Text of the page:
As the name “Chanyang-jip” (meaning “house of praise”) suggests, a taste of the food at this establishment will have you singing its praises. Chanyang-jip has been serving seafood kalguksu (knife-cut noodles) since 1965. The refreshing broth, made with sea squirt, shrimp, mussel, short-necked clam, dashima (edible kelp), dried anchovy and leek, is a work of art. Some have called the broth “bland,” but the loyal patrons of this eatery, who come because they miss the taste of their mother’s kalguksu, would beg to differ. The secret is in the fresh ingredients. The stock is made with seafood purchased fresh every morning at the seafood market. When a customer sits down and orders, the plump noodles are cooked and put into the broth, then generously topped with crushed gim (dried seaweed) and zucchini. The kalguksu comes with a plastic orange bowl; by the time the diner has finished eating the bowl will be filled to the brim with clam shells and mussel shells. There are also two types of kimchi available to suit different tastes: sour, over-fermented kimchi and freshly-made kimchi. The motherly proprietor is humble about the restaurant’s popularity, claiming that it’s because of the affordable prices (5,000 a bowl, with free refills on noodles), but as the diners pay and get ready to leave, all without exception are sincere in their expressions of satisfaction at the delicious food.
Tuk Tuk Noodle Thai is a gem of restaurant located in the basement of a small building near the entrance of the Yeonnam-dong alley. It would not be an exaggeration to state that Tuk Tuk was the chief cause of Yeonnam-dong's renaissance as a “hot” place. With the growth of unique, small restaurants beginning to form a bustling commercial district, customers have flocked to the area and created long, eager lines of ready diners. The chef of Tuk Tuk is from the Issan province in Northern Thailand, famous for its delicious—and spicy—food (you've been warned). Some Koreans might draw the analogy of Issan Province being similar to Jeolla Province in Korea, another region famous for its food culture. It may be difficult to make a selection: Tuk Tuk's ssomttam green papaya salad, isan croc (a Thai style sausage dish), tom yum, yum unsen, thod man kung (a deep fried minced shrimp and pork dish), are all impressive. And your must-try list just longer: Last summer, they opened Soi Yeonnam, a Thai noodle shop, in the vicinity and will open a Thai food bar called “opas” soon (end of March 2015). Tuk Tuk Noodle Thai has become a symbol of entrepreneurial success in Yeonnam-dong, and for very good reason. Summary: not to miss.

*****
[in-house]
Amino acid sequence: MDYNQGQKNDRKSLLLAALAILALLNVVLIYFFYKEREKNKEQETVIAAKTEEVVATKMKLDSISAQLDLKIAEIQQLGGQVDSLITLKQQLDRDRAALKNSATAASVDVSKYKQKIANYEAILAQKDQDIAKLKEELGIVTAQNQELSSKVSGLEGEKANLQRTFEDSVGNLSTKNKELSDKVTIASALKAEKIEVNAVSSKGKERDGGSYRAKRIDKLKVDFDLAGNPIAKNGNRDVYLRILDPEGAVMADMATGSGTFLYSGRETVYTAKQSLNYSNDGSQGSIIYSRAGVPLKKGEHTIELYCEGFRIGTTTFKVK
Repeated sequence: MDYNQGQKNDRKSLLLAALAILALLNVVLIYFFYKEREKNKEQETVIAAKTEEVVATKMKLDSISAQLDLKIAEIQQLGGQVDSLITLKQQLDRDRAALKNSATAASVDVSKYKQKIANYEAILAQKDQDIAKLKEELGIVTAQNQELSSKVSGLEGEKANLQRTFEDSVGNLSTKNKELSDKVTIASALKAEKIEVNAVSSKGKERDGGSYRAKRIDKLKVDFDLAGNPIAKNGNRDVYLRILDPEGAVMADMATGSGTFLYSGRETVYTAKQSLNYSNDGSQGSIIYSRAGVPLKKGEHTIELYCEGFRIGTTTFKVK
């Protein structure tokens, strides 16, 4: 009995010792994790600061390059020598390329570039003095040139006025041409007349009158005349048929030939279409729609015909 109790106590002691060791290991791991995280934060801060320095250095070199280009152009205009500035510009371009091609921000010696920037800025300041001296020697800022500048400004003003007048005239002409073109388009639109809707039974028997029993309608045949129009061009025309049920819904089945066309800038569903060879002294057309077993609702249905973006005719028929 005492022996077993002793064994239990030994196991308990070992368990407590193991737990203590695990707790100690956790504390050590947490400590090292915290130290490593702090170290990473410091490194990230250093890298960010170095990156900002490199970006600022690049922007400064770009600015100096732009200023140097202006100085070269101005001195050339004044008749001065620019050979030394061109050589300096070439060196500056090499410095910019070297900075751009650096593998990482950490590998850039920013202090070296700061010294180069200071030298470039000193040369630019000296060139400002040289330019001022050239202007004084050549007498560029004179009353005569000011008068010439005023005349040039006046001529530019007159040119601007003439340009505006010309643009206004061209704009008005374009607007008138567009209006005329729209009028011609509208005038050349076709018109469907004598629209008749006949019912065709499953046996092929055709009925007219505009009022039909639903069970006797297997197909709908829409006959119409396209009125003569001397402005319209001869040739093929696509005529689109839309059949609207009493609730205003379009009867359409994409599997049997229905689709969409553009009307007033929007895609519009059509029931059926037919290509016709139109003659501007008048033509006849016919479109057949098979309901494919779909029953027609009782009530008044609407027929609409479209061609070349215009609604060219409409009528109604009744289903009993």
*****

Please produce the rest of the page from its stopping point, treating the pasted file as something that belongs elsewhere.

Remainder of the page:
Here's a secret: 4.5 Pyeong Udon Jip isn't actually 4.5 pyeong. It's more like eight to nine pyeong in size and originated in Buam-dong where the restaurant first opened its doors. Opened only earlier this year, the small noodle shop doesn't claim to do anything fancy. They don't have a special menu item that people come searching for and they don't make their own noodles by hand. The broth consists of a hint of Japanese soy sauce and dried anchovy base and tastes especially good with their crispy garlic udon. Albeit not a light dish, their udon noodles with curry don't leave that greasy, heavy feeling after eating that most restaurants do. The radio hums softly in the background and the atmosphere feels homey and cozy—even though it's not 4.5 pyeong.